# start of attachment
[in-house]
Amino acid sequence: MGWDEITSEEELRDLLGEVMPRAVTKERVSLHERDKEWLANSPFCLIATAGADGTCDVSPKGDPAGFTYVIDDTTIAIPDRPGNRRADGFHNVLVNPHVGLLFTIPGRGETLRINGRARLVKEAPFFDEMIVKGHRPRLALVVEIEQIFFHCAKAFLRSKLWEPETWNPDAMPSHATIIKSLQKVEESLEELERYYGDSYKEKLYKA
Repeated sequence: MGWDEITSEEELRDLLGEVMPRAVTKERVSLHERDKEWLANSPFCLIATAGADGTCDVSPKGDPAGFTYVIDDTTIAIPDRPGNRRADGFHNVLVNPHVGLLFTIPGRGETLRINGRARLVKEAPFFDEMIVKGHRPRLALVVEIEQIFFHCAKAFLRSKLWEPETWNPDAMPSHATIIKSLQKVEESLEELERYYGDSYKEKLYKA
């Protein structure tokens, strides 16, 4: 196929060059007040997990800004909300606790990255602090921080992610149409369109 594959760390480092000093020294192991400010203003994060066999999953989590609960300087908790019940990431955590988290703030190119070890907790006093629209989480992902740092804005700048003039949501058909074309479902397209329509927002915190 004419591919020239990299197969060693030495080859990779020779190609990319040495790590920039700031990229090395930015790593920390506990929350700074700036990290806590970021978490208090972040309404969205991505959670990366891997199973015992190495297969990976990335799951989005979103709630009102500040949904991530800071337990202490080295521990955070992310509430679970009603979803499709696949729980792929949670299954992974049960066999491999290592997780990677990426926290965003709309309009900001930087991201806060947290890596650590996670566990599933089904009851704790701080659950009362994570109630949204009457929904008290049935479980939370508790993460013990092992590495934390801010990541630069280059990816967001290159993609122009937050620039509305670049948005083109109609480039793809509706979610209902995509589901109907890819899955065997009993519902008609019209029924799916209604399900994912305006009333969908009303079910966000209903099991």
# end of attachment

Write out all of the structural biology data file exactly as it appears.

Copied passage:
[in-house]
Amino acid sequence: MGWDEITSEEELRDLLGEVMPRAVTKERVSLHERDKEWLANSPFCLIATAGADGTCDVSPKGDPAGFTYVIDDTTIAIPDRPGNRRADGFHNVLVNPHVGLLFTIPGRGETLRINGRARLVKEAPFFDEMIVKGHRPRLALVVEIEQIFFHCAKAFLRSKLWEPETWNPDAMPSHATIIKSLQKVEESLEELERYYGDSYKEKLYKA
Repeated sequence: MGWDEITSEEELRDLLGEVMPRAVTKERVSLHERDKEWLANSPFCLIATAGADGTCDVSPKGDPAGFTYVIDDTTIAIPDRPGNRRADGFHNVLVNPHVGLLFTIPGRGETLRINGRARLVKEAPFFDEMIVKGHRPRLALVVEIEQIFFHCAKAFLRSKLWEPETWNPDAMPSHATIIKSLQKVEESLEELERYYGDSYKEKLYKA
């Protein structure tokens, strides 16, 4: 196929060059007040997990800004909300606790990255602090921080992610149409369109 594959760390480092000093020294192991400010203003994060066999999953989590609960300087908790019940990431955590988290703030190119070890907790006093629209989480992902740092804005700048003039949501058909074309479902397209329509927002915190 004419591919020239990299197969060693030495080859990779020779190609990319040495790590920039700031990229090395930015790593920390506990929350700074700036990290806590970021978490208090972040309404969205991505959670990366891997199973015992190495297969990976990335799951989005979103709630009102500040949904991530800071337990202490080295521990955070992310509430679970009603979803499709696949729980792929949670299954992974049960066999491999290592997780990677990426926290965003709309309009900001930087991201806060947290890596650590996670566990599933089904009851704790701080659950009362994570109630949204009457929904008290049935479980939370508790993460013990092992590495934390801010990541630069280059990816967001290159993609122009937050620039509305670049948005083109109609480039793809509706979610209902995509589901109907890819899955065997009993519902008609019209029924799916209604399900994912305006009333969908009303079910966000209903099991």